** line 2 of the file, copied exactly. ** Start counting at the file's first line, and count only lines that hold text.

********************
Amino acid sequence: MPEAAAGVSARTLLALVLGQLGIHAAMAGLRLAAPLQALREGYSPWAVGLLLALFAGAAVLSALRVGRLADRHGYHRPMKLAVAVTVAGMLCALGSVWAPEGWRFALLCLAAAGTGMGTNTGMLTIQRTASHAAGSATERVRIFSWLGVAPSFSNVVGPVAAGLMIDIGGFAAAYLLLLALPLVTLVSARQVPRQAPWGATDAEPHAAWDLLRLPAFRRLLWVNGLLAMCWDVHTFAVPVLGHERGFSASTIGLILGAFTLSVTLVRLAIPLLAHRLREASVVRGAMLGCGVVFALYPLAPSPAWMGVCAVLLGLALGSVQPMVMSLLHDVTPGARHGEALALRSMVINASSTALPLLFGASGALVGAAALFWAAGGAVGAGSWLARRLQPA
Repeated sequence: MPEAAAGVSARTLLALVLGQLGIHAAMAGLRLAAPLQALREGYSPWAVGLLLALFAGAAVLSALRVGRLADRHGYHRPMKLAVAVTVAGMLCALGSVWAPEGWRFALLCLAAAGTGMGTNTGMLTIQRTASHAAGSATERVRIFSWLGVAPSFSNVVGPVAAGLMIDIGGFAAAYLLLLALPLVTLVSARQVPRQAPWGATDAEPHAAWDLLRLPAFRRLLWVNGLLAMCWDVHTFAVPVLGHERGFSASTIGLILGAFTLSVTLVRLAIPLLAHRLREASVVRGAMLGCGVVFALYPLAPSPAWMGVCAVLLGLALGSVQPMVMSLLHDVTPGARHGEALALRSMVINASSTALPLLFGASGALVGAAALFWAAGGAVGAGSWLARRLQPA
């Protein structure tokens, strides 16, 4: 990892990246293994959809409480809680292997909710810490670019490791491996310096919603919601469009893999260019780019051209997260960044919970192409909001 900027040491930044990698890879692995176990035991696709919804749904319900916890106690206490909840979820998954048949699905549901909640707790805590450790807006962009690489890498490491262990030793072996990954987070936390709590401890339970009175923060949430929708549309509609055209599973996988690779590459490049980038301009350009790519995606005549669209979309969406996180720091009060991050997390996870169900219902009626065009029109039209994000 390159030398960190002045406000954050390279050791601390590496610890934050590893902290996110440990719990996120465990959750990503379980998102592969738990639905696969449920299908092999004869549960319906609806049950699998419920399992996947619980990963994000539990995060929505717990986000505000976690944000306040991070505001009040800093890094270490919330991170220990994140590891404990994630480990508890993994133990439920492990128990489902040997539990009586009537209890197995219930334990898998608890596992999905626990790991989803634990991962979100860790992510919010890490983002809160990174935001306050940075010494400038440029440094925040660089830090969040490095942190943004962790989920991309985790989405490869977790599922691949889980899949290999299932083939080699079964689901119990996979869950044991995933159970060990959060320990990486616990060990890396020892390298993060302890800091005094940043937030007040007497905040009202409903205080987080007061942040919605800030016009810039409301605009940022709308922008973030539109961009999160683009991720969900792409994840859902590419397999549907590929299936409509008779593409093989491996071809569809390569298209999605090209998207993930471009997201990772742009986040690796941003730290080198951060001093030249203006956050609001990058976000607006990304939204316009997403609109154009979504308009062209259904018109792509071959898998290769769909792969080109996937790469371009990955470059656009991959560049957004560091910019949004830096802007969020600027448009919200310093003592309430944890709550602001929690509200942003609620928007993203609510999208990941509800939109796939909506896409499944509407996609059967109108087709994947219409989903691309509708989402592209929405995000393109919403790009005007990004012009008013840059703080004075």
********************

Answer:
Repeated sequence: MPEAAAGVSARTLLALVLGQLGIHAAMAGLRLAAPLQALREGYSPWAVGLLLALFAGAAVLSALRVGRLADRHGYHRPMKLAVAVTVAGMLCALGSVWAPEGWRFALLCLAAAGTGMGTNTGMLTIQRTASHAAGSATERVRIFSWLGVAPSFSNVVGPVAAGLMIDIGGFAAAYLLLLALPLVTLVSARQVPRQAPWGATDAEPHAAWDLLRLPAFRRLLWVNGLLAMCWDVHTFAVPVLGHERGFSASTIGLILGAFTLSVTLVRLAIPLLAHRLREASVVRGAMLGCGVVFALYPLAPSPAWMGVCAVLLGLALGSVQPMVMSLLHDVTPGARHGEALALRSMVINASSTALPLLFGASGALVGAAALFWAAGGAVGAGSWLARRLQPA